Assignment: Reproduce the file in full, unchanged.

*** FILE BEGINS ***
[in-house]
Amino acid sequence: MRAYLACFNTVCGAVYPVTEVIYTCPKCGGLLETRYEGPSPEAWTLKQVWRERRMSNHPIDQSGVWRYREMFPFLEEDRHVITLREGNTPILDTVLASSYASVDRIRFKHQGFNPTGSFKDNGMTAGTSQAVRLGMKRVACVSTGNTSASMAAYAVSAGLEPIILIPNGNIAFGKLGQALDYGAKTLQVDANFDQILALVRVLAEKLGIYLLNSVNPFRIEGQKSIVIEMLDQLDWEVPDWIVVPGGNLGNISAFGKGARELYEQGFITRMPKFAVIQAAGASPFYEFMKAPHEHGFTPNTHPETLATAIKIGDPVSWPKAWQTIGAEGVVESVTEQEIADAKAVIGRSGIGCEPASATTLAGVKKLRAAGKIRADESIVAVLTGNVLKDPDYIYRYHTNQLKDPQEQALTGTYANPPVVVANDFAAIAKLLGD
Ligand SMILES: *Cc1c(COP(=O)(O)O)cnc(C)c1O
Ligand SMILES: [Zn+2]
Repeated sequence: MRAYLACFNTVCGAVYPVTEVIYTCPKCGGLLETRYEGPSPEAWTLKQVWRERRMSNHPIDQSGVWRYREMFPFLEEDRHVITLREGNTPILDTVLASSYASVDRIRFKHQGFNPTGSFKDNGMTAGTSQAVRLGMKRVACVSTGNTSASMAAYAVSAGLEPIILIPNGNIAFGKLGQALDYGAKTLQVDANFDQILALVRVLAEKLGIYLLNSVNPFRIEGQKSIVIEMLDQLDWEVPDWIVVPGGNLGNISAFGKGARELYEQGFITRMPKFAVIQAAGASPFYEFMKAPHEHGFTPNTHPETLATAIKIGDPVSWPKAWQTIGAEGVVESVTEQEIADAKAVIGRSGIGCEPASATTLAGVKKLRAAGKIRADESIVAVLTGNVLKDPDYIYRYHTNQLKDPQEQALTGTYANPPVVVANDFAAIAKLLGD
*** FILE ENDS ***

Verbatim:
[in-house]
Amino acid sequence: MRAYLACFNTVCGAVYPVTEVIYTCPKCGGLLETRYEGPSPEAWTLKQVWRERRMSNHPIDQSGVWRYREMFPFLEEDRHVITLREGNTPILDTVLASSYASVDRIRFKHQGFNPTGSFKDNGMTAGTSQAVRLGMKRVACVSTGNTSASMAAYAVSAGLEPIILIPNGNIAFGKLGQALDYGAKTLQVDANFDQILALVRVLAEKLGIYLLNSVNPFRIEGQKSIVIEMLDQLDWEVPDWIVVPGGNLGNISAFGKGARELYEQGFITRMPKFAVIQAAGASPFYEFMKAPHEHGFTPNTHPETLATAIKIGDPVSWPKAWQTIGAEGVVESVTEQEIADAKAVIGRSGIGCEPASATTLAGVKKLRAAGKIRADESIVAVLTGNVLKDPDYIYRYHTNQLKDPQEQALTGTYANPPVVVANDFAAIAKLLGD
Ligand SMILES: *Cc1c(COP(=O)(O)O)cnc(C)c1O
Ligand SMILES: [Zn+2]
Repeated sequence: MRAYLACFNTVCGAVYPVTEVIYTCPKCGGLLETRYEGPSPEAWTLKQVWRERRMSNHPIDQSGVWRYREMFPFLEEDRHVITLREGNTPILDTVLASSYASVDRIRFKHQGFNPTGSFKDNGMTAGTSQAVRLGMKRVACVSTGNTSASMAAYAVSAGLEPIILIPNGNIAFGKLGQALDYGAKTLQVDANFDQILALVRVLAEKLGIYLLNSVNPFRIEGQKSIVIEMLDQLDWEVPDWIVVPGGNLGNISAFGKGARELYEQGFITRMPKFAVIQAAGASPFYEFMKAPHEHGFTPNTHPETLATAIKIGDPVSWPKAWQTIGAEGVVESVTEQEIADAKAVIGRSGIGCEPASATTLAGVKKLRAAGKIRADESIVAVLTGNVLKDPDYIYRYHTNQLKDPQEQALTGTYANPPVVVANDFAAIAKLLGD